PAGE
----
There are things that, when you push down on them until they are flat, will always revert back to their original shape when that pressure is lifted. But not everything has this capability, so how do we tell the difference?
After nearly two years, I believe that the pandemic may never end and that new outbreaks and variants will continue to pop up sporadically for at least the rest of my lifetime. But if the world cannot end the coronavirus, we will have to learn to manage it.
A lot of that will mean getting the economy back to business. But to quote the poster for the original The Texas Chain Saw Massacre, “Who will survive and what will be left of them?”
Winners and losers
Let us start with some numbers for context. Leaving aside the human cost, the economic damage of 2020 and 2021 has been horrendous. According to the OECD, “The covid-19 pandemic has triggered the deepest economic recession in nearly a century, threatening health, disrupting economic activity, and hurting well-being and jobs.”
The figures were startling. The Brookings Institute reported: “The global economy contracted by 3.5% in 2020 according to the April 2021 World Economic Outlook Report published by the IMF, a 7% loss relative to the 3.4% growth forecast back in October 2019.”
Not all industries, however, have been equally affected. While home delivery services and TV streaming have done pretty well out of the crisis, others have fallen by the wayside.
In April, McKinsey released the findings of its research on the airline industry. We have covered that report, Back to the Future? Airline Sector Poised for Change post-covid-19, already on these pages. The pandemic not only ripped apart the industry, it said, but its effects will continue to resonate.
Said the authors: “It’s difficult to overstate just how much the covid-19 pandemic has devastated airlines. In 2020, industry revenues totalled $328bn, around 40% of the previous year’s. In nominal terms, that’s the same as in 2000. The sector is expected to be smaller for years to come; we project traffic won’t return to 2019 levels before 2024.”
The industry is also going to face, probably, moves against it by states to hold it more accountable for its carbon emissions. As I wrote last month, “If governments are serious about climate change, there is a good chance that they may try to rein in the airlines, imposing larger and larger taxes to fund efforts to reduce the CO2 in our atmosphere. That will push up prices, leading to more and more refusing to step on a place, either for monetary or ethical reasons.”
It is also, like the cruise industry, deeply indebted. Companies such as Carnival turned to the bond markets as they burned through cash during lockdown, borrowing $4bn from investors and promising an interest rate of 11.5%.
And let us put gyms into the mix. When the world turned to the sofa and Netflix, it was gyms that felt the bite. According to the IHRSA in the US, 17% of US gyms had closed by the end of 2020, with industry revenue falling by 58% between 2019 and 2020. 44% of people in the industry lost their jobs.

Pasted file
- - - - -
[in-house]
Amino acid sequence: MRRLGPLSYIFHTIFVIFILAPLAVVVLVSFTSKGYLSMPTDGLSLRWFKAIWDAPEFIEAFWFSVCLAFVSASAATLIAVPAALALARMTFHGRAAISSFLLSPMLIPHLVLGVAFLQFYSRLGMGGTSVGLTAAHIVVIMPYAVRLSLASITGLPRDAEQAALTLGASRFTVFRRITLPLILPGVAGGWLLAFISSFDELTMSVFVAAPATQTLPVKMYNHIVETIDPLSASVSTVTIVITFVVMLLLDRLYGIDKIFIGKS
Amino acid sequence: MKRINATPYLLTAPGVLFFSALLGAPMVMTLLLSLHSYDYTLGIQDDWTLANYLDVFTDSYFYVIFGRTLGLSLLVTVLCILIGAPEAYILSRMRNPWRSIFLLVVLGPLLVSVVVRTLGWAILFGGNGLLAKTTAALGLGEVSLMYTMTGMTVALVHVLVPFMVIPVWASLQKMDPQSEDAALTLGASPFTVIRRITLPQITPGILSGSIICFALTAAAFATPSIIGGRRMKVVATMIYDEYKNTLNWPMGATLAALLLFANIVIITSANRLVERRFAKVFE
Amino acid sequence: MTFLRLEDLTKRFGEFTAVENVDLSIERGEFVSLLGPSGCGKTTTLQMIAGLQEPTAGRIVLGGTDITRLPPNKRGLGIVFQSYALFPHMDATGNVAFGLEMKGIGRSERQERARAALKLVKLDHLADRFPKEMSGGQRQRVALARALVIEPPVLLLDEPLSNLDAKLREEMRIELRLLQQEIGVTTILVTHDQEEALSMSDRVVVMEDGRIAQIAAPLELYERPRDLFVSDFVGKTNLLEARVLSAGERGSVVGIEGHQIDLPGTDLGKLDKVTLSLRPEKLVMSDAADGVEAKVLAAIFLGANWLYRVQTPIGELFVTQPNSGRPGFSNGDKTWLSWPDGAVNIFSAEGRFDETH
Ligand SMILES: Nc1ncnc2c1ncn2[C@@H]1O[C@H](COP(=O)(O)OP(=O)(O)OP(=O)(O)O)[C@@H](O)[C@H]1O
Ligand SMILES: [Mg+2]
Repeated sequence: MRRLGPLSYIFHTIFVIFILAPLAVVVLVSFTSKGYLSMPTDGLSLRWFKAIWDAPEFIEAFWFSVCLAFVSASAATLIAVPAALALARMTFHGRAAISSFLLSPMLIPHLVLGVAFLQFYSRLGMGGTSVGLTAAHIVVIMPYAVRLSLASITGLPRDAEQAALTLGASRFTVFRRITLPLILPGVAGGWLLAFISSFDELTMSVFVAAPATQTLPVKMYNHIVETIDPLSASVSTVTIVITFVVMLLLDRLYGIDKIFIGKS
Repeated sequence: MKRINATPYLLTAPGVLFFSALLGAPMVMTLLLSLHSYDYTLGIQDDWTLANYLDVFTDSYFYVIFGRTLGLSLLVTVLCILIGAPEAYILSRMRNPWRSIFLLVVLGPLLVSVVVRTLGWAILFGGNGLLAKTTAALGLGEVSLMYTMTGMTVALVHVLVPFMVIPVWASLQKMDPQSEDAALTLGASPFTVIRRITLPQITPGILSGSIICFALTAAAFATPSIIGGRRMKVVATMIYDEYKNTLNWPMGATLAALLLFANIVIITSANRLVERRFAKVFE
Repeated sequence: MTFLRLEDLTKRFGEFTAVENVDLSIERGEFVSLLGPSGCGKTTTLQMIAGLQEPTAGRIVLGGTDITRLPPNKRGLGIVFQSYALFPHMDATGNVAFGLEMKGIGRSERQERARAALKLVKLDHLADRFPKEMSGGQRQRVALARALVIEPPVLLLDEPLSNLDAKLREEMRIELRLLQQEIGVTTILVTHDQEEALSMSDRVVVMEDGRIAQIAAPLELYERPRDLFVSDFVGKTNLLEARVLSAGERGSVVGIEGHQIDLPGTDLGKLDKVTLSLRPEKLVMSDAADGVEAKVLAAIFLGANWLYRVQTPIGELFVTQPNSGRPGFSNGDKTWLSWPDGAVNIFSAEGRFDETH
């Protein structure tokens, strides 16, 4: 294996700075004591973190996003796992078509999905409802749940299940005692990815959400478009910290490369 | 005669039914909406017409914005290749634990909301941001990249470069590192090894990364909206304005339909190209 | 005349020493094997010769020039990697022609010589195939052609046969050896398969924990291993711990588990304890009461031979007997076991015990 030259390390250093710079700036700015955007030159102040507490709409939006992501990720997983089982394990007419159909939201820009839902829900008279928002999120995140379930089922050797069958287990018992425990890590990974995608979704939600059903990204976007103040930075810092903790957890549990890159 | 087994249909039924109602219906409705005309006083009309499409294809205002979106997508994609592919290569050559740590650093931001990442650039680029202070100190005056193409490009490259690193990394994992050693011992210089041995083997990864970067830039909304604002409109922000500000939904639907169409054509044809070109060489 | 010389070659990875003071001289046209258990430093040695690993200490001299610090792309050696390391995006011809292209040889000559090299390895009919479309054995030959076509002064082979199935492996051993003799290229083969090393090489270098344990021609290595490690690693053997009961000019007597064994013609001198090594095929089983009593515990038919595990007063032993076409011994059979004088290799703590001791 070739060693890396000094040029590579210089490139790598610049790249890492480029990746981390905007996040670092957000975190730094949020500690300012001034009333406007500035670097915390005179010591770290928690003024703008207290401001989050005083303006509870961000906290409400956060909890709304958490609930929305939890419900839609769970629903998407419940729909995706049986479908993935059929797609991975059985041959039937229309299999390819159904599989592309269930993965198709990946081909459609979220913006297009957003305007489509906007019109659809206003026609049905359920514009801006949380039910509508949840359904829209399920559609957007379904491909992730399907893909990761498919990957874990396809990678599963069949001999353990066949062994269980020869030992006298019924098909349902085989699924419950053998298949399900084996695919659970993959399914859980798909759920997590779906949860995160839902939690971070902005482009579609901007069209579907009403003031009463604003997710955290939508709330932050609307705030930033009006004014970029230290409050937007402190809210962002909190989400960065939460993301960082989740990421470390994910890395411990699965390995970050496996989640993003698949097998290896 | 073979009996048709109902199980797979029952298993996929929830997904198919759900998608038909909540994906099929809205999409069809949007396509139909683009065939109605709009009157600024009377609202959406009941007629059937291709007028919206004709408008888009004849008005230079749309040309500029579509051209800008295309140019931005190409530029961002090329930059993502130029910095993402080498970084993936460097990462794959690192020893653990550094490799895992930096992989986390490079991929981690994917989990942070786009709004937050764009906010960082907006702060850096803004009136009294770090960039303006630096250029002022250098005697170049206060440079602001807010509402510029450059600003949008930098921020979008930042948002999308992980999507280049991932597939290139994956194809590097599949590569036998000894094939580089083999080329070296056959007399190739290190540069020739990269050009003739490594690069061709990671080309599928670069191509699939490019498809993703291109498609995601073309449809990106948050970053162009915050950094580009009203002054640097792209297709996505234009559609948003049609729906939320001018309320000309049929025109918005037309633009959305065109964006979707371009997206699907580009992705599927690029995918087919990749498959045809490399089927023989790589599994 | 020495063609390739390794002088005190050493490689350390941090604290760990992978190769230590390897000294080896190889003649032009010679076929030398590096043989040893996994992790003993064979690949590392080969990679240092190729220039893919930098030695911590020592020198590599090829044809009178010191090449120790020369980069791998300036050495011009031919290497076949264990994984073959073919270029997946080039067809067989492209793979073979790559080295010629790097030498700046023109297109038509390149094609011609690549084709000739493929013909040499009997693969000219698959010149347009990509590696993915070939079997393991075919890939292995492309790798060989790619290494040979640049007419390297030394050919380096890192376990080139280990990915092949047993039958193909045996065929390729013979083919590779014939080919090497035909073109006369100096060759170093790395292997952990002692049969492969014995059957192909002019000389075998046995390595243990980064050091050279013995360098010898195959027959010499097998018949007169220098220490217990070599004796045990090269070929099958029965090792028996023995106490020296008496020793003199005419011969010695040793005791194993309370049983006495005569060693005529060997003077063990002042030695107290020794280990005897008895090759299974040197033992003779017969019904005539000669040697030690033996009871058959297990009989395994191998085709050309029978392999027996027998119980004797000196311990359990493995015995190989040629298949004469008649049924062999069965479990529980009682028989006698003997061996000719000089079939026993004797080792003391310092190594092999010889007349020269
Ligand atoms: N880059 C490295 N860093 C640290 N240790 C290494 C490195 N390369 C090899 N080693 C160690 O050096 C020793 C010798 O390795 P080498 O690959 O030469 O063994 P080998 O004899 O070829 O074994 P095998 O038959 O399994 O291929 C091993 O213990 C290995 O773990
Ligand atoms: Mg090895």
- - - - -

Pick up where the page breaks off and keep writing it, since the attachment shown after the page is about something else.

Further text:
That is a hard hit, and the IHRSA knows it. In June, it tried to rally support for The Gyms Mitigation and Survival Act, a proposed $30bn fund that would ‘directly assist the health and fitness industry’.
While it is generally wrong to generalise, every gym that I have been a member of has been run by pirates and vagabonds.
As for flying, I sometimes believe that the management of Ryanair and Easyjet are the biggest heroes that climate change activists could have, since their business model seems to be, “Hey, let’s make this as unpleasant as possible.”
Give the people what they want
Instead, the streaming services are providing a model for success. It is not much of a model, but it essentially boils down to just giving people what they want. When schools shut in 2020, one of the first things Disney did with the release of its own streaming service was to put the movie Frozen II on there, way ahead of its original proposed release. It has since followed that up with Luca; the Marvel TV shows The Falcon and the Winter Soldier, Loki, and WandaVision; and Black Widow (although Scarlett Johansson is suing over that, and rightly).
The House of Mouse saw the writing on the wall, realised that they had things that people wanted, and stepped up. That was not a bad idea. Not only did customers want what they were having, they felt a fealty to Disney. What they were offering seemed fair, and at a fair price. It worked for them, too, with 26.5 million members in Q1 2020 ballooning to 116 million by Q3 2021.
Gyms, planes, and cruises seem, instead, to be in the begging-for-money business. Some, like McFit in Germany, reduced their prices to try and entice people through the door. But there did not seem to be any great drive towards providing a better experience. Plane travel, as the world takes off again, seems to have gotten worse, with fare increases and the trimming of benefits.
If I was an investor right now, looking to put my money or someone else’s into a business, I would be looking very, very closely at where it was going. More than just profit and loss, or indebtedness, or projections, I would be looking at how that company views its customers—as chattel that can be milked for profit or as one half of a copacetic relationship?